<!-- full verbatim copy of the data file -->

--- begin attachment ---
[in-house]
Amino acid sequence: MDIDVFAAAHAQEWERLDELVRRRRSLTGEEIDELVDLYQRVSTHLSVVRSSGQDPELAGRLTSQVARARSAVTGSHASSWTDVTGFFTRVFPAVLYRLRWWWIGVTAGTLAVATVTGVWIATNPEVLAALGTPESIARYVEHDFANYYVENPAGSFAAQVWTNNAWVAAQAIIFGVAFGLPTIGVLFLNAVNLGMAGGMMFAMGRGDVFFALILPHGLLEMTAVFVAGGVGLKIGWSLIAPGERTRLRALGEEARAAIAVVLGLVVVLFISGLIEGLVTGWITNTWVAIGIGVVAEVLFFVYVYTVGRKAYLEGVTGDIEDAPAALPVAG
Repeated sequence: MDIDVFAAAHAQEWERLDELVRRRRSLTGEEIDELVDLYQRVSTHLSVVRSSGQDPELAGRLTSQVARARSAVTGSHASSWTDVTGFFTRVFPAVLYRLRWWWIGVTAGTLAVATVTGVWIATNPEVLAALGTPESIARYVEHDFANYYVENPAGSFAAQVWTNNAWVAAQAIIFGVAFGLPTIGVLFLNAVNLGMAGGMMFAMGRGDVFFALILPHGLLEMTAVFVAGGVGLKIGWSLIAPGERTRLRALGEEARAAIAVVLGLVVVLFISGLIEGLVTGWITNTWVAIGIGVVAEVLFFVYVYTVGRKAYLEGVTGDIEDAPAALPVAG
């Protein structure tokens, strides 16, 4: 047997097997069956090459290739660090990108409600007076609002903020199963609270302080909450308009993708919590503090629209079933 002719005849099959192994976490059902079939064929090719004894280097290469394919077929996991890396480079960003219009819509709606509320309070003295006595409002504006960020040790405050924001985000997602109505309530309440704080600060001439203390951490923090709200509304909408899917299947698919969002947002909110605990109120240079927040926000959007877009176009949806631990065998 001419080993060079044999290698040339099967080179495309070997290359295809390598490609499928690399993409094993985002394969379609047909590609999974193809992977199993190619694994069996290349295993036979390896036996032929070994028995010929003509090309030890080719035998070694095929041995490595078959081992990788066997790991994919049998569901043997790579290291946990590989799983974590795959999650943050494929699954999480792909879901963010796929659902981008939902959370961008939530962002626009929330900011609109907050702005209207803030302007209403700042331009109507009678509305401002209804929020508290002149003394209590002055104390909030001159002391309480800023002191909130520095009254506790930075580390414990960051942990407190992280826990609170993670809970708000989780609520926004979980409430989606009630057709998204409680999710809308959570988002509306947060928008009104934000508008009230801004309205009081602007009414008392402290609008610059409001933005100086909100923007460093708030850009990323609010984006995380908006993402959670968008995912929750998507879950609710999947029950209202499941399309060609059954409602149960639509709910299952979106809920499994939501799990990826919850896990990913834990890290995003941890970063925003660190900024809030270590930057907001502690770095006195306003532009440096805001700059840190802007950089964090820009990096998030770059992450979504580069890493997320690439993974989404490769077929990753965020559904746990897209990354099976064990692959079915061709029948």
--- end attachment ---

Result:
[in-house]
Amino acid sequence: MDIDVFAAAHAQEWERLDELVRRRRSLTGEEIDELVDLYQRVSTHLSVVRSSGQDPELAGRLTSQVARARSAVTGSHASSWTDVTGFFTRVFPAVLYRLRWWWIGVTAGTLAVATVTGVWIATNPEVLAALGTPESIARYVEHDFANYYVENPAGSFAAQVWTNNAWVAAQAIIFGVAFGLPTIGVLFLNAVNLGMAGGMMFAMGRGDVFFALILPHGLLEMTAVFVAGGVGLKIGWSLIAPGERTRLRALGEEARAAIAVVLGLVVVLFISGLIEGLVTGWITNTWVAIGIGVVAEVLFFVYVYTVGRKAYLEGVTGDIEDAPAALPVAG
Repeated sequence: MDIDVFAAAHAQEWERLDELVRRRRSLTGEEIDELVDLYQRVSTHLSVVRSSGQDPELAGRLTSQVARARSAVTGSHASSWTDVTGFFTRVFPAVLYRLRWWWIGVTAGTLAVATVTGVWIATNPEVLAALGTPESIARYVEHDFANYYVENPAGSFAAQVWTNNAWVAAQAIIFGVAFGLPTIGVLFLNAVNLGMAGGMMFAMGRGDVFFALILPHGLLEMTAVFVAGGVGLKIGWSLIAPGERTRLRALGEEARAAIAVVLGLVVVLFISGLIEGLVTGWITNTWVAIGIGVVAEVLFFVYVYTVGRKAYLEGVTGDIEDAPAALPVAG
């Protein structure tokens, strides 16, 4: 047997097997069956090459290739660090990108409600007076609002903020199963609270302080909450308009993708919590503090629209079933 002719005849099959192994976490059902079939064929090719004894280097290469394919077929996991890396480079960003219009819509709606509320309070003295006595409002504006960020040790405050924001985000997602109505309530309440704080600060001439203390951490923090709200509304909408899917299947698919969002947002909110605990109120240079927040926000959007877009176009949806631990065998 001419080993060079044999290698040339099967080179495309070997290359295809390598490609499928690399993409094993985002394969379609047909590609999974193809992977199993190619694994069996290349295993036979390896036996032929070994028995010929003509090309030890080719035998070694095929041995490595078959081992990788066997790991994919049998569901043997790579290291946990590989799983974590795959999650943050494929699954999480792909879901963010796929659902981008939902959370961008939530962002626009929330900011609109907050702005209207803030302007209403700042331009109507009678509305401002209804929020508290002149003394209590002055104390909030001159002391309480800023002191909130520095009254506790930075580390414990960051942990407190992280826990609170993670809970708000989780609520926004979980409430989606009630057709998204409680999710809308959570988002509306947060928008009104934000508008009230801004309205009081602007009414008392402290609008610059409001933005100086909100923007460093708030850009990323609010984006995380908006993402959670968008995912929750998507879950609710999947029950209202499941399309060609059954409602149960639509709910299952979106809920499994939501799990990826919850896990990913834990890290995003941890970063925003660190900024809030270590930057907001502690770095006195306003532009440096805001700059840190802007950089964090820009990096998030770059992450979504580069890493997320690439993974989404490769077929990753965020559904746990897209990354099976064990692959079915061709029948």